Well, I went to the Clowes & Ware signing at Confounded Books earlier. I stood in line for awhile talking to a few zine/art school people. When I got to their table, they were pretty friendly. Chris Ware was especially gracious when he finished signing my book & shook my hand, thanking me for waiting in the long line.
The opening for their show yesterday was pretty crowded with people drinking red wine & not looking at the artwork. The two of them hiding in a corner by the bar. The artwork on display was just about the tightest originals that you’ll ever see. Chris Ware’s originals are much larger than they’re reproduced in his comics. Seeing them in that size next to Clowes’ pages made me see some similiarities in their line that I hadn’t caught before.
I’m pretty worn out and in a bit of a weird state of mind. Standing with my heavy backpack for an hour, just enough walking downtown & riding the bus to Fremont, not enough sleep, and it’s pretty surprising to hear that Douglas Adams died.
Walking to Broadway past the reservoir. Some skater kids are milling about on the sidewalk. I maneuver myself through the group, pass a mohawked fellow as he’s turning to step into the street. I catch his eye. “Hey, man.”
“Hey,” I nod to him and continue walking.
In response to my dismissivness, my backpack, or maybe my simple presence, he yells out, “Do you want to go to school? You going to college? Fuck you, you fuckin’ jock! Motherfucker!”
This is in sharp relief to the events chronicled here. I suppose my days of passing are over, it’s time for me to settle down and start watching professional sports. Too bad I’m too late for the XFL.
Despite my declarations against the practice, I am by nature a list-maker.
(This here web-journal-thing is just another example. Whatever web-content management tool I’m using this week insures that there is some sort of structure. Whatever I throw against the screen is promptly filed away, protected from judgment of merit or foolish design decision.)
I am ambivalent of all of this though. And over the course of a list-making activity, I will purposely sabotage it. I will choose to exclude a key element of the list, include things that don’t belong, or turn the whole package into a self-referential jumble. The project will consume itself.
Coming soon: a list of my broken lists
I picked up the new David Byrne album today. I specifically went down to Orpheum for it, stopped at Bleu Bistro for a Chai Super Big Gulp afterwards & sat figuring out how to open the packaging. I’m home now, still chewing on it. It’s not as crazy & immediately striking as Feelings. I don’t really have any preliminary thoughts on it other than that it’s good enough, I’m listening to it for a second time right now. Nice packaging, the portrait & color scheme comment on the Ken doll & color scheme of the last album.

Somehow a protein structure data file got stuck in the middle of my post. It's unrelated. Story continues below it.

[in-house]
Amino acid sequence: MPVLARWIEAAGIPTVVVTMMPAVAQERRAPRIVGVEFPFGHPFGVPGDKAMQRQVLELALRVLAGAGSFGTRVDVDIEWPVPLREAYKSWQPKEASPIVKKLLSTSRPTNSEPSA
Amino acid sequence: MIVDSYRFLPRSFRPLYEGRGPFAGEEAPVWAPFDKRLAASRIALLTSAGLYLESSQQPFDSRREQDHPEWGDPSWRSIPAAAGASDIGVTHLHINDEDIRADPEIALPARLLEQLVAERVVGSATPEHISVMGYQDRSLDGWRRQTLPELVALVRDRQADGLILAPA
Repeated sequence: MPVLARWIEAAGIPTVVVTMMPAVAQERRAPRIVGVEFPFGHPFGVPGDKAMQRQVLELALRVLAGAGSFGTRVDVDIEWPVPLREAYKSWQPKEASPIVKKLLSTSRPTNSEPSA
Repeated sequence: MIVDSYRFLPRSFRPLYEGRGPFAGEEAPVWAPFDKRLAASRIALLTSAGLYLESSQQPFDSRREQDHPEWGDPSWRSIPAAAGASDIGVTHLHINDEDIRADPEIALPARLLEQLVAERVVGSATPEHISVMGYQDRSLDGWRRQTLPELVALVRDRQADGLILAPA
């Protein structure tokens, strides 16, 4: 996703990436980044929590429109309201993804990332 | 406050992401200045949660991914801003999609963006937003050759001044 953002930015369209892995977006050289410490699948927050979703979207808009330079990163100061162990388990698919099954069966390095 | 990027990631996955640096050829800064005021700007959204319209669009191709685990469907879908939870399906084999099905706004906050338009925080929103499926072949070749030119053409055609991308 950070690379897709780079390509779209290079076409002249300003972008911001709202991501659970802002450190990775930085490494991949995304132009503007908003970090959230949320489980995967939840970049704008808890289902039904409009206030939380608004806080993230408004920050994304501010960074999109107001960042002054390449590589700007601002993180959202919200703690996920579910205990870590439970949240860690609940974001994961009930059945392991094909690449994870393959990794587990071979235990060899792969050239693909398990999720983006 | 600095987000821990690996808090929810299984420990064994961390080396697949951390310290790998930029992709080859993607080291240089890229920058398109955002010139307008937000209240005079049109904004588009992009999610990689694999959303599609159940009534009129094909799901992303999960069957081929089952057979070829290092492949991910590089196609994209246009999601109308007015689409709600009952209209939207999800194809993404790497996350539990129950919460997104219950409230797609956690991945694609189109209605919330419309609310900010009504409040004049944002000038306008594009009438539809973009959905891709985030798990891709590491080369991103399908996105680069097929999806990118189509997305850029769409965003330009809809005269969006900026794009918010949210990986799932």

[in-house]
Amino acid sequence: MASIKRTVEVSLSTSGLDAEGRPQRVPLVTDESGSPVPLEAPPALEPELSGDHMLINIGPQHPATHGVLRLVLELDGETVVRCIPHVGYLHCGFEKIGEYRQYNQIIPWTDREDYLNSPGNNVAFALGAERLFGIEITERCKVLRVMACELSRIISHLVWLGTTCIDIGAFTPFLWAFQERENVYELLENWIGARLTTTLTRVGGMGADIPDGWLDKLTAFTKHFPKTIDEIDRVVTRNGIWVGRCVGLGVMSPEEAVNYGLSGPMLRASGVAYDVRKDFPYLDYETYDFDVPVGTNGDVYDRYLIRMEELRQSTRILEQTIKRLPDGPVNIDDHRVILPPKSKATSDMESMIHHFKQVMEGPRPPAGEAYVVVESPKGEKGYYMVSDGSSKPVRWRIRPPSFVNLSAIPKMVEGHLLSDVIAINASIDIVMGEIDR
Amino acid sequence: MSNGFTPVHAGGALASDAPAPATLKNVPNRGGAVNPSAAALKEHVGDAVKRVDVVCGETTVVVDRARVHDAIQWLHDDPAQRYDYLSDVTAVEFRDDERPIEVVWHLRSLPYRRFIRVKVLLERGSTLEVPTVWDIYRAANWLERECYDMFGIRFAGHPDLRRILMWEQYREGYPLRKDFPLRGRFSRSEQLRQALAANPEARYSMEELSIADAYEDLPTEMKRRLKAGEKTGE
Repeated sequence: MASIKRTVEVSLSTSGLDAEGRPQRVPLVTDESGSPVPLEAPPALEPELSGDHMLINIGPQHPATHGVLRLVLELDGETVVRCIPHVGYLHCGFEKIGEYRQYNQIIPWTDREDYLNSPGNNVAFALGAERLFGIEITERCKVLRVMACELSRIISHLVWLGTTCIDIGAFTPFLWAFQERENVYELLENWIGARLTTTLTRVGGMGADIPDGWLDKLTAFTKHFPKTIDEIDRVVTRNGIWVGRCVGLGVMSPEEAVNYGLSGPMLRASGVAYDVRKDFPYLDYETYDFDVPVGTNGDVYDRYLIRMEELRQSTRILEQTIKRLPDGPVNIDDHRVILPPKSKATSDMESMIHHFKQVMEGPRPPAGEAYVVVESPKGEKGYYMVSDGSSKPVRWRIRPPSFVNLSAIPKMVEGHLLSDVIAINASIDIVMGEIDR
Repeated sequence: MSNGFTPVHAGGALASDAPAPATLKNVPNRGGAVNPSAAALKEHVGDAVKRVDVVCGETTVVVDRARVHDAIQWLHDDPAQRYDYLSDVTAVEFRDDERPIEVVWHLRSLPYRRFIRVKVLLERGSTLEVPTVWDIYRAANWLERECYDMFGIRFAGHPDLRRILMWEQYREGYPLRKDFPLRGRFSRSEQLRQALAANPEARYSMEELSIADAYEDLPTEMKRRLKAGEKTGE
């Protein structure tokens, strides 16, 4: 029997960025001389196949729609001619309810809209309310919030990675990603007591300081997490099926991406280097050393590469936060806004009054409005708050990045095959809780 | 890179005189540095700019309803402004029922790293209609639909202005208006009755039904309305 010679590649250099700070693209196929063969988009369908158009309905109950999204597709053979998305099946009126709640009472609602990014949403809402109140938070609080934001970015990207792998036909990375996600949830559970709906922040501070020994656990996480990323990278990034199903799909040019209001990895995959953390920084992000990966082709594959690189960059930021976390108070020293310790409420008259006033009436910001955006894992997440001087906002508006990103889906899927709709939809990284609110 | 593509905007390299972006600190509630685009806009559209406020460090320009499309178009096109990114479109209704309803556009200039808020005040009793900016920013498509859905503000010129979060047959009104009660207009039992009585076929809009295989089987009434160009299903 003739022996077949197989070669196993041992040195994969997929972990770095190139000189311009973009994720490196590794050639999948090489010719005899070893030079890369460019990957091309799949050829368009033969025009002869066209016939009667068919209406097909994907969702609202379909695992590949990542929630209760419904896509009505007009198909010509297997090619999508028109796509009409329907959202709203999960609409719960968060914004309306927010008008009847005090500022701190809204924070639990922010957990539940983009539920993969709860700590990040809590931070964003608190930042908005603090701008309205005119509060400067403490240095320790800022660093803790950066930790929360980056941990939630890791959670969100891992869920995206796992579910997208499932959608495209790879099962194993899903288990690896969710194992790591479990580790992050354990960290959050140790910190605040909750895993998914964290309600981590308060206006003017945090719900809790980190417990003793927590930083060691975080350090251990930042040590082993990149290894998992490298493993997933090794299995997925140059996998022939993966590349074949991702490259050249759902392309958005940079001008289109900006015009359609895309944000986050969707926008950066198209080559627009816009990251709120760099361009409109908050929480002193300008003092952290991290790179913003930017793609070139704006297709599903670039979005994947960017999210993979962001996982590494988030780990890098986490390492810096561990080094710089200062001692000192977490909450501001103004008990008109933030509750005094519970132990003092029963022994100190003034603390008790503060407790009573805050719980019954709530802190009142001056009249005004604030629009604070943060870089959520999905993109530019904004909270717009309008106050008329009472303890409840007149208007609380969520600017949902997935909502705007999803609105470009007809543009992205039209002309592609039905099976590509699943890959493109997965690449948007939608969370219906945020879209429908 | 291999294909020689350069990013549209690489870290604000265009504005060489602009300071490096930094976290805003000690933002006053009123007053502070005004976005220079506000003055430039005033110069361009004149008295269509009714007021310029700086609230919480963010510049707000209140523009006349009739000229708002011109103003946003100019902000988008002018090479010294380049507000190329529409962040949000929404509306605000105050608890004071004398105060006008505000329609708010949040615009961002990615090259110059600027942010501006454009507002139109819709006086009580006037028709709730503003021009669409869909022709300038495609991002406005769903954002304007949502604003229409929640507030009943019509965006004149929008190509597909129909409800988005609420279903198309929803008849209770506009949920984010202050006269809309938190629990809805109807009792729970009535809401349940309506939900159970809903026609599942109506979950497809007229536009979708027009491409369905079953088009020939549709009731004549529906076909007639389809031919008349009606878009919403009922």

I guess I haven’t anticipated a new CD this much since They Might Be Giants – John Henry (back in my art school years). See I’ve decided to start describing periods of a few months like this, The x Years. For example the November – early April portion of this journal’s archives will henceforth be known as “The Blogger Years” (which then can be abbreviated as TBY – see how that works?).
That is all.
was propositioned with the words, “Hey, how you doing? . . . Wanna get it on?” Not paraphrased – weird.
found it within myself to offer an “Alright!” to the guy who said to me, “The Mariners are ahead. I saw it in the window of the bar. Six to three!”
caused an imbalance in a seating arrangement & provided a belated correction by moving to a more anonymous area.
walked by as professional promo-CD hander-outers were preparing to hand out promo-CDs to the crowd that would soon leave the Crocodile. The first was quick enough to offerme one, slowing me down long enough to be available for those slower than him.
With the exception of the third of these points, none of this is of any consequence. There is a bit more to the third, but those details will not be made clear presently.